Why Become an Occupational Therapist Assistant?

Training and Education Jobs and Salaries

Occupational therapist assistants and aides work under the direction of occupational therapists to provide rehabilitative services to persons with mental, physical, emotional, or developmental impairments. The ultimate goal is to improve clients quality of life and ability to perform daily activities. For example, occupational therapist assistants help injured workers re-enter the labor force by teaching them how to compensate for lost motor skills or help individuals with learning disabilities increase their independence.

Occupational therapist assistants, commonly known as occupational therapy assistants, help clients with rehabilitative activities and exercises outlined in a treatment plan developed in collaboration with an occupational therapist. Activities range from teaching the proper method of moving from a bed into a wheelchair to the best way to stretch and limber the muscles of the hand. Assistants monitor individual activities to make sure that they are performed correctly and to provide encouragement.

They also record their client’s progress for the occupational therapist. If the treatment is not having the intended effect, or the client is not improving as expected, the therapist may alter the treatment program in hopes of obtaining better results. In addition, occupational therapist assistants document the billing of the client health insurance provider. Occupational therapist aides typically prepare materials and assemble equipment used during treatment.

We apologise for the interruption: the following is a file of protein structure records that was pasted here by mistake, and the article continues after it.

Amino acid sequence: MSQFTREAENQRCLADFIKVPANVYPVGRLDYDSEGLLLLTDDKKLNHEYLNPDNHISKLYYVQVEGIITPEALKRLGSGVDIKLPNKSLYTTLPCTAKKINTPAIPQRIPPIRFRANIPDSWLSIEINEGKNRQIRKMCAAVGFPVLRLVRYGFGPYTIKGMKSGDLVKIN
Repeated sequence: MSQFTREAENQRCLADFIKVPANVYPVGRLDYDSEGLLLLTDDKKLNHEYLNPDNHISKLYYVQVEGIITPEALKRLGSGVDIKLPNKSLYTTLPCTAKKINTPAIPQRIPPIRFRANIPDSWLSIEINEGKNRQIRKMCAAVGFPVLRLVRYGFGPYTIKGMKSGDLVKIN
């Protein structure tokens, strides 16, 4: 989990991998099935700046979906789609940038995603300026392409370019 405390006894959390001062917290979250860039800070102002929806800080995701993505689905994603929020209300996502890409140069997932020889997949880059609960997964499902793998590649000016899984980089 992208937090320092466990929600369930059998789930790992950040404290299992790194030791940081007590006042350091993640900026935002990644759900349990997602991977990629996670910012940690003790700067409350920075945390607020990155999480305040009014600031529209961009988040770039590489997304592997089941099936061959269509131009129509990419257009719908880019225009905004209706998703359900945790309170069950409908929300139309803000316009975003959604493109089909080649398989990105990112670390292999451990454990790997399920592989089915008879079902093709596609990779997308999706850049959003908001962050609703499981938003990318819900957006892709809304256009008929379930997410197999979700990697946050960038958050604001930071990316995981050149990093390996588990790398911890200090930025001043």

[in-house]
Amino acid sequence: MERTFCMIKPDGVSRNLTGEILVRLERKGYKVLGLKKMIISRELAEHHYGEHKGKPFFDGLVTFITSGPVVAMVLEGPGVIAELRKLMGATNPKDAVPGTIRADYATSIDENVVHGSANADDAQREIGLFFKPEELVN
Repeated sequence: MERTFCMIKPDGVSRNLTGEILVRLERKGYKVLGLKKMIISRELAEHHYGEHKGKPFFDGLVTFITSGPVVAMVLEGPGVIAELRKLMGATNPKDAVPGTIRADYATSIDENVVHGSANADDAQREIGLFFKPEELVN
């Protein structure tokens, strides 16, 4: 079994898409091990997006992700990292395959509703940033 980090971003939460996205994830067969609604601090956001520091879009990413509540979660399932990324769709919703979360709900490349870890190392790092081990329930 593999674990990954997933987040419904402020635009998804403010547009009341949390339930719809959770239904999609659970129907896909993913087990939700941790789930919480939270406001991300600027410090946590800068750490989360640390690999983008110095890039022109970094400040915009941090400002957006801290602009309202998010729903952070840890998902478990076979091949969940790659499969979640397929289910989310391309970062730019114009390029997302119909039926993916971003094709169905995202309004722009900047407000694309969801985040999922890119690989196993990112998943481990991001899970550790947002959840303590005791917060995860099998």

They are responsible for a range of clerical tasks, including scheduling appointments, answering the telephone, restocking or ordering depleted supplies, and filling out insurance forms or other paperwork. Aides are not licensed, so the law does not allow them to perform as wide a range of tasks as occupational therapist assistants. Occupational therapist assistants and aides need to have a moderate degree of strength because of the physical exertion required to assist patients. For example, assistants and aides may need to lift patients.

Constant kneeling, stooping, and standing for long periods also are part of the job. The hours and days that occupational therapist assistants and aides work vary by facility and with whether they are full or part time. For example, many outpatient therapy offices and clinics have evening and weekend hours to coincide with patient schedules.

Occupational therapist assistants and aides hold about 33,000 jobs. Occupational therapist assistants hold about 25,000 jobs, and occupational therapist aides hold approximately 8,000. About 29 percent of jobs for assistants and aides are in hospitals, 23 percent are in offices of occupational therapists, and 21 percent are in nursing and residential care facilities. The rest were primarily in community care facilities for the elderly, home health care services, individual and family services, and State government agencies.